At least one person is reported to have been killed and a large area of the city centre has been closed off by police and the military.
It comes after violent scenes in the capital overnight despite a night-time curfew being put in place.
At least 23 people have died since nationwide protests over poverty and corruption began last month.
President Zine al-Abidine Ben Ali has called the unrest a "terrorist act".
The BBC's Adam Mynott in Tunis says the unrest has now reached the central streets of the capital, close to shops, banks and the French embassy.
Police have put up road blocks and have fired tear gas to push back crowds gathering to watch the events, our correspondent adds. There have been reports of looting.
Witnesses said at least one person had been shot and another seriously wounded.
It comes after one protester was reportedly shot dead in a western suburb of Tunis, and three others in a southern area of greater Tunis. Rights groups said up to eight people had died.
France, the former colonial power in Tunisia, has called on the government to show restraint while the US has warned its citizens to defer non-essential travel to the country, citing "intensifying political and social unrest".
The protests reached the capital for the first time on Wednesday afternoon, as protesters threw stones and police responded with volleys of tear gas.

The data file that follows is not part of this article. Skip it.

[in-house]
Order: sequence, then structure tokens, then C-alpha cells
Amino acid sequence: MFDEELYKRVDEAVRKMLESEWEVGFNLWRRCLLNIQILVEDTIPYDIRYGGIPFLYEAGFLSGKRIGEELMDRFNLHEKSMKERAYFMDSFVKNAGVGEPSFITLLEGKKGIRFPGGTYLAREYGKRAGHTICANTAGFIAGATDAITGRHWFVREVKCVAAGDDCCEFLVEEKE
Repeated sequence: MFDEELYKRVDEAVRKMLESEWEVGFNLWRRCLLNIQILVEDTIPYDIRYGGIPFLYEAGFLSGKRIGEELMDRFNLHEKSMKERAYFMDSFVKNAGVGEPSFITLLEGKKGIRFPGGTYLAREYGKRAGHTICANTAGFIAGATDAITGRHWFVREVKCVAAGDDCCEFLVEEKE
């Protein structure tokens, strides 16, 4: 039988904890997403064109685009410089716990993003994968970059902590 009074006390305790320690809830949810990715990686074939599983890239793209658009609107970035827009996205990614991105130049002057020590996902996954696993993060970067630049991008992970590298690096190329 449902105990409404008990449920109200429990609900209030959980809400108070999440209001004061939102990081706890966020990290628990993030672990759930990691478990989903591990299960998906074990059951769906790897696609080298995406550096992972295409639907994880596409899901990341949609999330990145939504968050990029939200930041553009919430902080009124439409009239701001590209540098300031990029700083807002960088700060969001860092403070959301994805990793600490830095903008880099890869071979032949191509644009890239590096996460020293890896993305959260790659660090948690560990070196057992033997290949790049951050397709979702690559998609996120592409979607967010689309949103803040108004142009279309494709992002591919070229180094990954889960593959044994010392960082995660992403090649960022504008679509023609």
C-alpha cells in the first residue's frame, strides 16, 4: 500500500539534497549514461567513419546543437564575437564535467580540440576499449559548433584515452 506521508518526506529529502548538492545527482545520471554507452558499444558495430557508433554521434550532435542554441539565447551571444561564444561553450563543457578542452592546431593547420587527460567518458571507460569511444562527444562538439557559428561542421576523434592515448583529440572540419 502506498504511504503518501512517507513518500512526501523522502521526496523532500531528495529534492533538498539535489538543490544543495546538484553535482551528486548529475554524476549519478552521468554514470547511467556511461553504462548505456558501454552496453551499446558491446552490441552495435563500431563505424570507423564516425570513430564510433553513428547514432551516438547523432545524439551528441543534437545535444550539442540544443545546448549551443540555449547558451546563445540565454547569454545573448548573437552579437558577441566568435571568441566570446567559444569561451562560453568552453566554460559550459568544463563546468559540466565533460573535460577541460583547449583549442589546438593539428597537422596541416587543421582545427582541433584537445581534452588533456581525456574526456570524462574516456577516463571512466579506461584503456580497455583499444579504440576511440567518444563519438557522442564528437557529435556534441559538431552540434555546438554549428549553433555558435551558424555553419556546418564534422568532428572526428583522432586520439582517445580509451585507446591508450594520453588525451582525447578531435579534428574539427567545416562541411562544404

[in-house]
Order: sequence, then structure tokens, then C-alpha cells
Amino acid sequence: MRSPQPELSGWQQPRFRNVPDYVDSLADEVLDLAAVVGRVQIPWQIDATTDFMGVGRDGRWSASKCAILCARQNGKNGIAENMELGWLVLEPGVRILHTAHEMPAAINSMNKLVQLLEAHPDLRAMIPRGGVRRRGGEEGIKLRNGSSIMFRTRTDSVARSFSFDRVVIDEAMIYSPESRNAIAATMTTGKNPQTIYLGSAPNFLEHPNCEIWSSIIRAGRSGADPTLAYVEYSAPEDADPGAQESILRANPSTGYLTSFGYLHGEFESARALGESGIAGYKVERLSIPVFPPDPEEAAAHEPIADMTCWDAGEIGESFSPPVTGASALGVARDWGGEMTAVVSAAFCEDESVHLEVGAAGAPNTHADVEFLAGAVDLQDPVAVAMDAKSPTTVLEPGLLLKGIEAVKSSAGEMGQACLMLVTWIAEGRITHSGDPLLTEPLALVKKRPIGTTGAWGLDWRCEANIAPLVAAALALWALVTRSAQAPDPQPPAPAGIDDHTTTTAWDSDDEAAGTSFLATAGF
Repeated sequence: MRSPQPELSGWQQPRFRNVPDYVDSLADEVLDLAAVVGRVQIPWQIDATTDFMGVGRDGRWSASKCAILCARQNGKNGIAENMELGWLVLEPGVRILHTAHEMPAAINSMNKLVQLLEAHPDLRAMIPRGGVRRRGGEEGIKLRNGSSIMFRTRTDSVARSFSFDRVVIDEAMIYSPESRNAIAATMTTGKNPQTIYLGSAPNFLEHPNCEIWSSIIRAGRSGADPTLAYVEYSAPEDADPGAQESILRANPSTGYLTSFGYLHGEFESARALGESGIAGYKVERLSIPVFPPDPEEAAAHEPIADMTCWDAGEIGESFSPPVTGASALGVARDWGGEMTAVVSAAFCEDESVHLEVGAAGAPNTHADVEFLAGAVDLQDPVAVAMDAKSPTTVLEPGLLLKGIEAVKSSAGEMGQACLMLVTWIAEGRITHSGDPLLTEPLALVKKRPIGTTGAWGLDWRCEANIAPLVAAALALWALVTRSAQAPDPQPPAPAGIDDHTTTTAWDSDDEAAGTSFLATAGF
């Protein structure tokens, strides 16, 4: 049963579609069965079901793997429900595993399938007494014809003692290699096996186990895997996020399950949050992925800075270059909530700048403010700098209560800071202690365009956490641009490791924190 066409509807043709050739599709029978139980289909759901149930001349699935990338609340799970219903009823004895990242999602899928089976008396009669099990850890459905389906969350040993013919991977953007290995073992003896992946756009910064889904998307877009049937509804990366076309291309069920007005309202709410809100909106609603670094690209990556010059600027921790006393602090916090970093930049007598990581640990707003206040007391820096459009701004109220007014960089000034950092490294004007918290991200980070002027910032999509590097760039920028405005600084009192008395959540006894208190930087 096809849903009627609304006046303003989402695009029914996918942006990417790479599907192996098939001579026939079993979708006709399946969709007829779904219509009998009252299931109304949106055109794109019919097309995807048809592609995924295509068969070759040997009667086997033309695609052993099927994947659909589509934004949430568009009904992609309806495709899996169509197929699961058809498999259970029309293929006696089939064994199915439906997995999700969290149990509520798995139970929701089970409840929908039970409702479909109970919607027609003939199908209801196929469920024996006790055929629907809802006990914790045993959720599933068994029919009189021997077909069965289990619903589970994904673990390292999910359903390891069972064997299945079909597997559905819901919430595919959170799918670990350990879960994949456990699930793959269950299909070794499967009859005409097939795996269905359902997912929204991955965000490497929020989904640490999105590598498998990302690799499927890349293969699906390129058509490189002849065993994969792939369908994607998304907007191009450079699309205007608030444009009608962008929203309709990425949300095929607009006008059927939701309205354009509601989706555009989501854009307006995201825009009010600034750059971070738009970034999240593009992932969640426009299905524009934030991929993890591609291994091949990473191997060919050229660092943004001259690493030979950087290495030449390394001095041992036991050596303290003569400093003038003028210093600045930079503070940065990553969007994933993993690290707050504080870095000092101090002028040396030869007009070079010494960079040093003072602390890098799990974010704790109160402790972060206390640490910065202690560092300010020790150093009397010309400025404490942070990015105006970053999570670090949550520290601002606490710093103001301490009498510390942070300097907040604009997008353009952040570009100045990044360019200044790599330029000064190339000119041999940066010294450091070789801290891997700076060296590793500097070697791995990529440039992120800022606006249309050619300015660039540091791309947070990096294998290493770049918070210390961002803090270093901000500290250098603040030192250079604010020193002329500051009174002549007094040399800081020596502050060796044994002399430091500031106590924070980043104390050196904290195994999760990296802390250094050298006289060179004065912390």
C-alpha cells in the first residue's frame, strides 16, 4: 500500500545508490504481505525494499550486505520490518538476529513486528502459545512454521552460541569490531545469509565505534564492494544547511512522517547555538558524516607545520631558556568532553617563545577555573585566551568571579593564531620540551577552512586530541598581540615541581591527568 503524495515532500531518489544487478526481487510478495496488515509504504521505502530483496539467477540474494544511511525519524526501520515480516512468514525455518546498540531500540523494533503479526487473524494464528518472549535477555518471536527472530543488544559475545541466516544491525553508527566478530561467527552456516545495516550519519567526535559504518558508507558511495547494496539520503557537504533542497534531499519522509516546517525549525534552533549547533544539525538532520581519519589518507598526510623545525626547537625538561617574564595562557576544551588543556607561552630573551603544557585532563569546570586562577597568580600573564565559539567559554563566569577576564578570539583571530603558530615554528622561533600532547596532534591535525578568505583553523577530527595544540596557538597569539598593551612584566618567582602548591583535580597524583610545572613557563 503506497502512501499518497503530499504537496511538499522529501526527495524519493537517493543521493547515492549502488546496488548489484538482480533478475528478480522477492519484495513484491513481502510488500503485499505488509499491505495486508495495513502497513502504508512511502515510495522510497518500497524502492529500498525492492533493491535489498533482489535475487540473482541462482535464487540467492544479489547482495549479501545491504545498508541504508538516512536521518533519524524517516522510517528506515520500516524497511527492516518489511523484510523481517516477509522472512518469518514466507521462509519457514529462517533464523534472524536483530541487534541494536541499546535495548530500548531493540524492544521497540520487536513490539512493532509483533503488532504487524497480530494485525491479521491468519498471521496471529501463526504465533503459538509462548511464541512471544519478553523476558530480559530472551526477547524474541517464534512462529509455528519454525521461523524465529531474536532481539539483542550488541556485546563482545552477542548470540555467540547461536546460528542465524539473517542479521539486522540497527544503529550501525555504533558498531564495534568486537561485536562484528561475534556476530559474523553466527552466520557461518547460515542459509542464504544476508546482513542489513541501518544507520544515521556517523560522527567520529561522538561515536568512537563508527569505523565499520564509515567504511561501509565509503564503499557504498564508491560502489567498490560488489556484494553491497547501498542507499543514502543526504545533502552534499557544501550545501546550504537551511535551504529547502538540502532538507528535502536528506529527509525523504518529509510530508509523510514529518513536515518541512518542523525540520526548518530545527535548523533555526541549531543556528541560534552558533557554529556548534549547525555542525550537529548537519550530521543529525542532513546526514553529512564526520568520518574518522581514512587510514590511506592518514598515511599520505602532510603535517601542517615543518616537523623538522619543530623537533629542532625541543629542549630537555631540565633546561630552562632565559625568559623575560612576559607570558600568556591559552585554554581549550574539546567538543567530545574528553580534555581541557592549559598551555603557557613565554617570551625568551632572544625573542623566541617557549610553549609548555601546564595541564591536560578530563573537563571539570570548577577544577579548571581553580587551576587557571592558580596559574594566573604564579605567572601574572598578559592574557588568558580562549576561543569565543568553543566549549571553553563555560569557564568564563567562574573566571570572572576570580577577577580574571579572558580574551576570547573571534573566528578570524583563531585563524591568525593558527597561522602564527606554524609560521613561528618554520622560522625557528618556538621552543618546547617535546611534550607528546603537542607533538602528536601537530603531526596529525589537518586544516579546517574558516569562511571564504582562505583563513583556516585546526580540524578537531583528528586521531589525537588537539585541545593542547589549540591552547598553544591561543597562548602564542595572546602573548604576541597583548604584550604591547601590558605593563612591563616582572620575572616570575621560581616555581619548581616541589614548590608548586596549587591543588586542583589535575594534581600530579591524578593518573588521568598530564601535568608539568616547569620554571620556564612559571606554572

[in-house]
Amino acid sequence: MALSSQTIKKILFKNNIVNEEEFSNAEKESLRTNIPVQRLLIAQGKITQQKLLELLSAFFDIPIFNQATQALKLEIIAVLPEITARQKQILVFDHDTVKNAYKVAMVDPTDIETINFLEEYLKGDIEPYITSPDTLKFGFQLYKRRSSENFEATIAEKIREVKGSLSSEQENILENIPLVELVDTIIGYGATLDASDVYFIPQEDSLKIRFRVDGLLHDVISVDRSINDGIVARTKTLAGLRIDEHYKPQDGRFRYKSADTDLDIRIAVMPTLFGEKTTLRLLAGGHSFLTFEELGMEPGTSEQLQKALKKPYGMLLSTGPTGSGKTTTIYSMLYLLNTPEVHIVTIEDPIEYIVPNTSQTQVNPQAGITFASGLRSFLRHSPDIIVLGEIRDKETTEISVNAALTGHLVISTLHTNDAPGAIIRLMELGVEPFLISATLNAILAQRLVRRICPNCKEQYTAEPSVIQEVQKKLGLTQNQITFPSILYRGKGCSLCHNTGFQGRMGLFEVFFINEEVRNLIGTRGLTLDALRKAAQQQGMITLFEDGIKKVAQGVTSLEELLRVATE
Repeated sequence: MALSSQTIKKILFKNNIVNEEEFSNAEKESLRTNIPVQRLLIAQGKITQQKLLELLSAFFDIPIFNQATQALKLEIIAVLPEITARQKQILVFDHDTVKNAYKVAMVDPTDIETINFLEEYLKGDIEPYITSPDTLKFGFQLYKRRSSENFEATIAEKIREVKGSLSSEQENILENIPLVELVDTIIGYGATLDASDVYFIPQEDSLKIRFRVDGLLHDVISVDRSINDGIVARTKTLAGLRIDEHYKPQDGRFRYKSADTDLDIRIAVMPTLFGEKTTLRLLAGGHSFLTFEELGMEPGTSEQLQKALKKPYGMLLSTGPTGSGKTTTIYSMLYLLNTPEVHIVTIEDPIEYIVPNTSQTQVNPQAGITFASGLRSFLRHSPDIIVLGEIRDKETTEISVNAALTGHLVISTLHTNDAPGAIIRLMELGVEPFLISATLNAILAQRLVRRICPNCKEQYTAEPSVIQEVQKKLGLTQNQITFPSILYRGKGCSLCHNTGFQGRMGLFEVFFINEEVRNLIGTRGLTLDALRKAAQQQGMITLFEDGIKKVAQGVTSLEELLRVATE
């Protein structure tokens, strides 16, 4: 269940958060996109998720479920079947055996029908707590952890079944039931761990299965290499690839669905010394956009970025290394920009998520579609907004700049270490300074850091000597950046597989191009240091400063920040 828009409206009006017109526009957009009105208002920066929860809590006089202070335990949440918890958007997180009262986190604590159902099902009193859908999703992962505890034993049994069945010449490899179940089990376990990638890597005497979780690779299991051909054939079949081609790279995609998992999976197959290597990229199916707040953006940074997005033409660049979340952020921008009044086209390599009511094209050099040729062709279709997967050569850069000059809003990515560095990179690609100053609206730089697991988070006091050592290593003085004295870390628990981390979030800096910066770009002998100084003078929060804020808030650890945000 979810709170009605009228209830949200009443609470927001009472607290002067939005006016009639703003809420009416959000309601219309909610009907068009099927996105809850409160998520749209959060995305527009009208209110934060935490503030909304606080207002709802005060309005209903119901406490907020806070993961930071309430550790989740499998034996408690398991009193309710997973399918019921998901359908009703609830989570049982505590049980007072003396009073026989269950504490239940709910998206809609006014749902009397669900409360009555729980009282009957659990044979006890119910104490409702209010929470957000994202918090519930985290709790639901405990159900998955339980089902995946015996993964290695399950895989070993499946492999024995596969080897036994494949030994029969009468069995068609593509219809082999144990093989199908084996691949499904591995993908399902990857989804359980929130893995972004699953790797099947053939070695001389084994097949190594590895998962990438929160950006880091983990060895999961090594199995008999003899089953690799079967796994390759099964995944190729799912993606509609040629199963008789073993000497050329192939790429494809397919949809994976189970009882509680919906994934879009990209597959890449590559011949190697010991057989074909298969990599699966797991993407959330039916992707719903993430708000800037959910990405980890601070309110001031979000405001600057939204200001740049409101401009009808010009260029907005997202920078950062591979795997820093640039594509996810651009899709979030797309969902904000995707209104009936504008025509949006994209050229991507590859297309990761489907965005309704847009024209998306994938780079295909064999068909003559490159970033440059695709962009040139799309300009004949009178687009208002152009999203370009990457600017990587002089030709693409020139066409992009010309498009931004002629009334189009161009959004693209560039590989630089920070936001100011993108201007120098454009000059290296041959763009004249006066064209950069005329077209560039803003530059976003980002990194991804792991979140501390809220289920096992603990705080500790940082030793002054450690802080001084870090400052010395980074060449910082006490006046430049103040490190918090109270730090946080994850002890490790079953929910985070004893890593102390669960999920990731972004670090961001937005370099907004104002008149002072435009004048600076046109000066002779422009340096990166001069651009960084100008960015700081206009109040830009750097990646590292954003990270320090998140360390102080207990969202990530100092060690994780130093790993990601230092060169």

An indefinite night-time curfew was put in place but overnight, youths fought battles with security forces and set fire to buildings.
More clashes were reported from at least half a dozen towns across the country, including Sfax, Douz and Thala.
Reuters reported up to 10,000 people were on the streets in Sidi Bouzid.
"It is not just about unemployment any more," one protester said. "It's about freedom of expression, freedom of assembly, all the freedoms."
Switzerland's foreign ministry has confirmed that a woman who had dual Swiss-Tunisian nationality was killed in the north of Tunisia.
Swiss Radio said she was hit in the throat by a stray bullet while watching a protest late on Wednesday in the town of Dar Chaabane.
A foreign ministry statement said the Tunisian ambassador had been summoned, and called on the Tunisian government to "respect dialogue, fundamental liberties and human rights", including freedom of assembly.
French diplomats have also reportedly informed the family of a French-Tunisian academic, Hatem Bettahar, that he was one of two protesters killed by the police on Wednesday in the central town of Douz.
Mr Bettahar, a computer science lecturer in France, had been visiting his mother. A Tunisian teacher has said he has posted on the internet a video showing Mr Bettahar lying in a pool of blood after being shot.
French Prime Minister Francois Fillon has criticised the "disproportionate use of violence" and called on all sides to show restraint.
The reaction article is also worth reading, especially the commentary from the Tunisian human-rights lawyer at the bottom.
Things appear to have calmed down greatly in Algeria for now (according to news sources and people I know there), but Tunisia -- long perceived to be stable and comfortable and friendly to Western interests -- appears to be in the midst of something large-scale.
I know this is on the heels of another Tunisia post -- about France's reluctance to criticize -- but given that EU citizens are being killed, and Tunisia's economy is based a lot in tourism, particularly European tourism, this might inspire less fence-sitting.
Mods, no Tunisia tag.